The Telegraph
Since 1st March, 1999
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Common currency, not Kashmir
- Bond of business stronger than break over territory

Karachi, Dec. 19: Pakistanis appear to desire a wide-ranging relationship with India and do not want the normalisation of ties to become hostage to the Kashmir issue. It is not as if they think that India is right about Kashmir. What they look forward to is a better future for themselves through greater economic, social and cultural cooperation with India. They want a greater focus by their state on improving their quality of life and a secure future for their children. They do not think this is dependent on resolving the Kashmir issue.

The competitive spate of conciliatory statements from both New Delhi and Islamabad has created a sense of euphoria about the possibilities of peace. Qasim Bhai, a taxi driver in Karachi, for example, was all praise for Atal Bihari Vajpayee and thought that peace was around the corner.

He said: “Your Vajpayee is a wise man. He is right to suggest that we should have one currency. We may have become two different countries but we can come together through trade and commerce. If Europe can have euro, why can’t we' I tell you these Americans and Europeans will be afraid of us if we had one currency.”

Kashmir appeared remote to this Karachi resident. “What have the ordinary people got to do with that' We want to get on with our lives. I used to go to Bombay earlier by the Victoria Asian ships for 18 rupees from Karachi. Nobody asked me whether my money was Indian or Pakistani. I want to be able to go again. I don’t make much money driving a taxi. If the going is not good here perhaps I can sell a few things in India, do some business, get stuff which is in demand here,” he said.

Naveed Akhtar, a 27-year-old farmer from Layya, also felt that Vajpayee was right in suggesting a single currency for India and Pakistan.

“Not only should we have a single currency like the euro, we should also encourage free movement across borders. While the India and Pakistan boundary should remain intact, people should be allowed go across by just registering at a check-post,” he said.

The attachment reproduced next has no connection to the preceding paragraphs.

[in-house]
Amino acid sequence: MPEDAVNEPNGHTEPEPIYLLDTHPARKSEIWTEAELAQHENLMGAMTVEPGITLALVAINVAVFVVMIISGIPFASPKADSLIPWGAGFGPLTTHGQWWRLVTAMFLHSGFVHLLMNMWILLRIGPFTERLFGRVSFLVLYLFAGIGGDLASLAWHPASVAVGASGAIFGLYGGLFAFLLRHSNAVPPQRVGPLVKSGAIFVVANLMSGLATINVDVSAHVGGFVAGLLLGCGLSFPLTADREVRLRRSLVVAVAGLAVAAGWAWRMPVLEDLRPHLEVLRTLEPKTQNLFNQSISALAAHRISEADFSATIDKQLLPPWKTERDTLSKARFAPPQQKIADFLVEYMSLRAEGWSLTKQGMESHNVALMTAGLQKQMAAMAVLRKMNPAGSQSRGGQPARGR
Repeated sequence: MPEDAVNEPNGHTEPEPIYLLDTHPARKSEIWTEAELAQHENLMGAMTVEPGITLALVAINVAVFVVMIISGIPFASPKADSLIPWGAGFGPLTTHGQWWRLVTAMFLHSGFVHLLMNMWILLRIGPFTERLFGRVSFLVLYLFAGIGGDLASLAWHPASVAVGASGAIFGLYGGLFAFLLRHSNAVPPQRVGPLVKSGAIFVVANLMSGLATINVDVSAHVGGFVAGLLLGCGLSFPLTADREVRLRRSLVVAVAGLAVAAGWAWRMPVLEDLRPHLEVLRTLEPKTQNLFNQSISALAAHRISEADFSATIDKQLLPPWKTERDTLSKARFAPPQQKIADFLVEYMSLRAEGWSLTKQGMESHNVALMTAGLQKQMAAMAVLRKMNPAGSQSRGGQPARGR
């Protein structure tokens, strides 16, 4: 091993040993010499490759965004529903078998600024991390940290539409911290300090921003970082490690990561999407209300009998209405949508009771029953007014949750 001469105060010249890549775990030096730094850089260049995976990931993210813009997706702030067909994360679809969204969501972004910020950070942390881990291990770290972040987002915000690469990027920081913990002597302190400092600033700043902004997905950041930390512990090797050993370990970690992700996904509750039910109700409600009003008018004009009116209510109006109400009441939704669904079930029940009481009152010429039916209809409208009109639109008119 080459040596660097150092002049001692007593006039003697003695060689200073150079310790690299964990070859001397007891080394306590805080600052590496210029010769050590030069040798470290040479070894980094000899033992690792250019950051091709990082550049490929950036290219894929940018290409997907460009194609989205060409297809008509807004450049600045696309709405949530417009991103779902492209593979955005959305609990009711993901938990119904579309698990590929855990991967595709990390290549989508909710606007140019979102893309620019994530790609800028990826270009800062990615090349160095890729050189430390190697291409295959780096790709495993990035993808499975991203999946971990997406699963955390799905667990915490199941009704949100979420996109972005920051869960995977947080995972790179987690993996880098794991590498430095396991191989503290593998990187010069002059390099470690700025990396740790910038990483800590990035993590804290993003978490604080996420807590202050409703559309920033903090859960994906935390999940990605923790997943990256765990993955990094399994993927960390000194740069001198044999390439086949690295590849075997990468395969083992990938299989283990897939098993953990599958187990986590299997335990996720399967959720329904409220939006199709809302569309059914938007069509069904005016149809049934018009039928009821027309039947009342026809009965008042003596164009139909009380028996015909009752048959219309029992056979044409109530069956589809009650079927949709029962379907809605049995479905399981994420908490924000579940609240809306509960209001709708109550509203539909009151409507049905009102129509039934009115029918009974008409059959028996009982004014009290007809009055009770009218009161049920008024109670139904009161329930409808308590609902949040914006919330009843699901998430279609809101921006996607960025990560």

On Kashmir, he felt: “This issue should not make us so tense that we are ready to kill each other all the time. Please remember that the greatest religion is insaniyat (humanity). We should become human beings first and contemplate the consequence of our actions. Only animals kill each other. The money India and Pakistan spend on Kashmir and weapons can be used to create jobs for people like me. I am a textile engineer but have been forced to farm as there are no jobs.”

At least one person, who did not want to be identified, asked: “Hum ne duniya bhar ke Musalmano ka theka liya hai kya (Have we taken on the responsibility of all the Muslims of the world)' Are there no injustices in this society that we go seeking them elsewhere'”

The normalisation of ties between India and China, the formation of free trade zones around the region and the threats posed by a globalising economy also seem to be impacting people’s minds. Sharafat Ali, a trade unionist, thus asked: “If India and China can develop economic cooperation by freezing their territorial dispute, why can’t India and Pakistan do the same'”

He said people did not like the prospect of a confrontation. “Our past experience tells us that we have got nothing through confrontation. In 1971, we lost one half of our country as a result of a military conflict,” Ali said.

He felt that “the process of globalisation and the simultaneous emergence of beneficial economic blocs around our region is not going un-noticed. Naturally there is a feeling in the Pakistani masses also that we should sit together with India and sort our differences. Although our industrial base is not on a par with that of India, the two economies can still have beneficial trade”.

Syed Akbar Zaidi, an economist who earlier taught at Karachi University, felt that better relations demanded free trade in South Asia.

“South Asia is the only large regional entity which is not a trading bloc. I think to create a free trade area, India has to unilaterally allow free imports from its neighbours. India is 72 per cent of the entire economy of this region — huge in terms of dominance, market and territory. If we have to make any form of progress as a region — economically or politically — India will have to be magnanimous and give the most.”

Zaidi felt that no other country in the region was capable of taking the initiative to open up in the manner India could. “If India says zero tariffs for all imports from the neighbours, the Pakistani businessmen would want to export and want peace. Neither General Pervez Musharraf nor the jihadis can stop them. If India wants to go step by step, then everything, Sapta (South Asia Preferential Trade Agreement) included, remains a wish-list. It has to be totally free trade. India has to be pro-active for peace.”

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